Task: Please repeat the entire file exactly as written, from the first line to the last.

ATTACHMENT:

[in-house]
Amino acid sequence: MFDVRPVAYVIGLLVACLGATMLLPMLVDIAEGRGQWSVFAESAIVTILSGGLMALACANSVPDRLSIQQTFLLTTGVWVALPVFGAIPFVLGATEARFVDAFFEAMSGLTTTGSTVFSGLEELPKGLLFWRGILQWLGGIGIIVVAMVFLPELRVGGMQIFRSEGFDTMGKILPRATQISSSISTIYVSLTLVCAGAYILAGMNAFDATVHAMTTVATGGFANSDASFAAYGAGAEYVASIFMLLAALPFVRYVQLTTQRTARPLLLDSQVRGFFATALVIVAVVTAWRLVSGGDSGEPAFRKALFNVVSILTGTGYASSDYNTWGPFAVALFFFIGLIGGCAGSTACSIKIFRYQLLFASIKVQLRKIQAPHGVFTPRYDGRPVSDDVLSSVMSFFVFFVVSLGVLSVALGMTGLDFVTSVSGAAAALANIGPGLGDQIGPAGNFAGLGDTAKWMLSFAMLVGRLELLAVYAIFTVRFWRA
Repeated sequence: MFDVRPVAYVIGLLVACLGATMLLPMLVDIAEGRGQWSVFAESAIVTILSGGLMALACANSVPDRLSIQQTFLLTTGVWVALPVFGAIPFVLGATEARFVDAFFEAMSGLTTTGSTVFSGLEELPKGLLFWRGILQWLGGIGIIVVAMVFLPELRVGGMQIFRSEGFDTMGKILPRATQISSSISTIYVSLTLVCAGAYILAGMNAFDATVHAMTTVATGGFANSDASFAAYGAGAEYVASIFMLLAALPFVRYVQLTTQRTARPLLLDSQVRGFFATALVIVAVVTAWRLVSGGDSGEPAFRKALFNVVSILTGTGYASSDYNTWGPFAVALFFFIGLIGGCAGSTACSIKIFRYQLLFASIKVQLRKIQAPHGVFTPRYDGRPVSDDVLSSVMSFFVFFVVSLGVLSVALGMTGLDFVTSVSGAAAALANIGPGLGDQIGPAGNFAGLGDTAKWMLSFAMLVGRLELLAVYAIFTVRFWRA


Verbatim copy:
[in-house]
Amino acid sequence: MFDVRPVAYVIGLLVACLGATMLLPMLVDIAEGRGQWSVFAESAIVTILSGGLMALACANSVPDRLSIQQTFLLTTGVWVALPVFGAIPFVLGATEARFVDAFFEAMSGLTTTGSTVFSGLEELPKGLLFWRGILQWLGGIGIIVVAMVFLPELRVGGMQIFRSEGFDTMGKILPRATQISSSISTIYVSLTLVCAGAYILAGMNAFDATVHAMTTVATGGFANSDASFAAYGAGAEYVASIFMLLAALPFVRYVQLTTQRTARPLLLDSQVRGFFATALVIVAVVTAWRLVSGGDSGEPAFRKALFNVVSILTGTGYASSDYNTWGPFAVALFFFIGLIGGCAGSTACSIKIFRYQLLFASIKVQLRKIQAPHGVFTPRYDGRPVSDDVLSSVMSFFVFFVVSLGVLSVALGMTGLDFVTSVSGAAAALANIGPGLGDQIGPAGNFAGLGDTAKWMLSFAMLVGRLELLAVYAIFTVRFWRA
Repeated sequence: MFDVRPVAYVIGLLVACLGATMLLPMLVDIAEGRGQWSVFAESAIVTILSGGLMALACANSVPDRLSIQQTFLLTTGVWVALPVFGAIPFVLGATEARFVDAFFEAMSGLTTTGSTVFSGLEELPKGLLFWRGILQWLGGIGIIVVAMVFLPELRVGGMQIFRSEGFDTMGKILPRATQISSSISTIYVSLTLVCAGAYILAGMNAFDATVHAMTTVATGGFANSDASFAAYGAGAEYVASIFMLLAALPFVRYVQLTTQRTARPLLLDSQVRGFFATALVIVAVVTAWRLVSGGDSGEPAFRKALFNVVSILTGTGYASSDYNTWGPFAVALFFFIGLIGGCAGSTACSIKIFRYQLLFASIKVQLRKIQAPHGVFTPRYDGRPVSDDVLSSVMSFFVFFVVSLGVLSVALGMTGLDFVTSVSGAAAALANIGPGLGDQIGPAGNFAGLGDTAKWMLSFAMLVGRLELLAVYAIFTVRFWRA